Our Rabbis have taught: Always let the left hand thrust away and the right hand draw near. Not like Elisha who thrust Gehazi away with both his hands (and not like ' Joshua b. Perahiah who thrust one of his disciples away with both his hands).11
Here, the editor's footnote reads:
[(11) MSS. and old editions read Jesus the Nazarene. R. T. Herford sees in Gehazi a hidden reference to Paul. Cf. his Christianity in Talmud and Midrash, pp. 97ff.]
Another interesting passage indicates that the Talmud regarded the
changing of the spelling of a name to be a sign of divine disapproval. The
following passage discusses the change of a name from Yehoshua to Yoshua.
And the other?13 - He [Ezra] had prayed for mercy because of the passion for idolatry and he removed it, and his merit then shielded them even as the booth. That is why Scripture reproved Joshua, for in all other passages it is spelt: Jehoshua, but here, Joshua.14
The editor's footnote reads:
[(14) For his failure to implore the Lord to remove the passion for idolatry from the heart of the people. Just as with Abram the enlargement of his name into 'Abraham' was an expression of divine approval, so did this diminution of Jehoshua into Joshua express divine disapproval. The reason for Joshua's failure to implore the Lord to remove the passion for idolatry was his assumption that he possessed the land in its pristine holiness, so that it would in itself help Israel to overcome its idolatrous tendencies.]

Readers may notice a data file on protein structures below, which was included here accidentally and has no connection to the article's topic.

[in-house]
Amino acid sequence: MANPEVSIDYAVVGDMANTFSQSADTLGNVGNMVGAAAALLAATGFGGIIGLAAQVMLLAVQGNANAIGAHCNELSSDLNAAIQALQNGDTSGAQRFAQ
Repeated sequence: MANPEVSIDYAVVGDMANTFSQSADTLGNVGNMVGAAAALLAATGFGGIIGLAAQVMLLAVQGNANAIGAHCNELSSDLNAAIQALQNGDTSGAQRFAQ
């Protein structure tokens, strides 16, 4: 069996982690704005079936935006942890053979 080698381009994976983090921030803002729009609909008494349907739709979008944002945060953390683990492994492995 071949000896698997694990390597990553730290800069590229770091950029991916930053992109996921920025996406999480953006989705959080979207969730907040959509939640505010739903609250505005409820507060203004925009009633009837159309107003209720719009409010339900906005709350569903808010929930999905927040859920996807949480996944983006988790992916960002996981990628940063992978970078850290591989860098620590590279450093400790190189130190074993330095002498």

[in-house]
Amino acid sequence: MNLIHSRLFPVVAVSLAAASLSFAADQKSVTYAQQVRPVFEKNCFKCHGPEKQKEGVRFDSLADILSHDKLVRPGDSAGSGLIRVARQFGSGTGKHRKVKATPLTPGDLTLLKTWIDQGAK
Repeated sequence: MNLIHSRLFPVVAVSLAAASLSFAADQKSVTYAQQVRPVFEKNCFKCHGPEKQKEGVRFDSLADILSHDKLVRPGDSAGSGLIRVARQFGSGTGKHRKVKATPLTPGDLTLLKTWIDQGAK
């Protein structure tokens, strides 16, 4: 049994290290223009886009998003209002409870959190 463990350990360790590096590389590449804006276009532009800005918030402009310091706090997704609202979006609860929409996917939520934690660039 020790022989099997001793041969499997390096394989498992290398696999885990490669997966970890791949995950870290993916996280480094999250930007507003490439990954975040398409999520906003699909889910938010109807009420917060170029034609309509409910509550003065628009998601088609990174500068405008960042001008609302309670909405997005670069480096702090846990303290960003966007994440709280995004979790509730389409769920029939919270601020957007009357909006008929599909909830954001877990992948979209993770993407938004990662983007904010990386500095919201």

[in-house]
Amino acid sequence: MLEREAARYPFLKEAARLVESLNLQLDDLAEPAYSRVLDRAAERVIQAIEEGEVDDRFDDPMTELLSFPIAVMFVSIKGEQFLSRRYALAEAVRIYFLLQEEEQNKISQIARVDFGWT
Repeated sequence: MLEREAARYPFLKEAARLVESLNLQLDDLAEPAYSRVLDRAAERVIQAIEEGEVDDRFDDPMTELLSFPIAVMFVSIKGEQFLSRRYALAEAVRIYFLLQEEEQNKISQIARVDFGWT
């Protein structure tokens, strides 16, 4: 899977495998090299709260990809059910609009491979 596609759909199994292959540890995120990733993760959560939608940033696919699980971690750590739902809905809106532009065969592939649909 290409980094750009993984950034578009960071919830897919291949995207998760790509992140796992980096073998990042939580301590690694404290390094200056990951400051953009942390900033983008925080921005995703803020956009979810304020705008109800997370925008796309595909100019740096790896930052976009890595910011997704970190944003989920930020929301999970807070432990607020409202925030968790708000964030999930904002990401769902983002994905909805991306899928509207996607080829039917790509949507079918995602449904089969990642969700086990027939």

Perhaps that is the reason why the Talmud altered the spelling of the name Jesus of Nazareth from Yeshua ha-Notzri to Yesu ha-Notzri. However, it is clear that the editor of the Talmud regarded this as the equivalent of Yeshua ha-Notzri. Associated with the following passage in the Talmud is an interesting footnote by the editor: